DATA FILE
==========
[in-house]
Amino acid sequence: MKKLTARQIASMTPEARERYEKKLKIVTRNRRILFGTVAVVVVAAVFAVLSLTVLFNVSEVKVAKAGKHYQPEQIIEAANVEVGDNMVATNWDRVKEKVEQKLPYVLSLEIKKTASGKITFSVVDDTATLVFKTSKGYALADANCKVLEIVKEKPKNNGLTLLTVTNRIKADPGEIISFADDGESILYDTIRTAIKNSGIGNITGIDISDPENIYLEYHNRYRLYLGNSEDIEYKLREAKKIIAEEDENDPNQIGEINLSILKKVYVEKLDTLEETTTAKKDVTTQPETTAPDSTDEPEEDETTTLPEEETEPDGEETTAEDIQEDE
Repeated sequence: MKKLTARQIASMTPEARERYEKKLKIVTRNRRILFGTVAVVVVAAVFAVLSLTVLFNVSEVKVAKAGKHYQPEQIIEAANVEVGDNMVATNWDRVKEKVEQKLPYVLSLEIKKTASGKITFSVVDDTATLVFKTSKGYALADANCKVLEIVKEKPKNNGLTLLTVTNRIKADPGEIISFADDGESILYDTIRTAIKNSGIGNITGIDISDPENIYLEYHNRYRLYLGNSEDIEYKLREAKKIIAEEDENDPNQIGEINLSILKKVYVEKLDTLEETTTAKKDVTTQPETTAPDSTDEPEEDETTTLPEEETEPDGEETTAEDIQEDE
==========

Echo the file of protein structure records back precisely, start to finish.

[in-house]
Amino acid sequence: MKKLTARQIASMTPEARERYEKKLKIVTRNRRILFGTVAVVVVAAVFAVLSLTVLFNVSEVKVAKAGKHYQPEQIIEAANVEVGDNMVATNWDRVKEKVEQKLPYVLSLEIKKTASGKITFSVVDDTATLVFKTSKGYALADANCKVLEIVKEKPKNNGLTLLTVTNRIKADPGEIISFADDGESILYDTIRTAIKNSGIGNITGIDISDPENIYLEYHNRYRLYLGNSEDIEYKLREAKKIIAEEDENDPNQIGEINLSILKKVYVEKLDTLEETTTAKKDVTTQPETTAPDSTDEPEEDETTTLPEEETEPDGEETTAEDIQEDE
Repeated sequence: MKKLTARQIASMTPEARERYEKKLKIVTRNRRILFGTVAVVVVAAVFAVLSLTVLFNVSEVKVAKAGKHYQPEQIIEAANVEVGDNMVATNWDRVKEKVEQKLPYVLSLEIKKTASGKITFSVVDDTATLVFKTSKGYALADANCKVLEIVKEKPKNNGLTLLTVTNRIKADPGEIISFADDGESILYDTIRTAIKNSGIGNITGIDISDPENIYLEYHNRYRLYLGNSEDIEYKLREAKKIIAEEDENDPNQIGEINLSILKKVYVEKLDTLEETTTAKKDVTTQPETTAPDSTDEPEEDETTTLPEEETEPDGEETTAEDIQEDE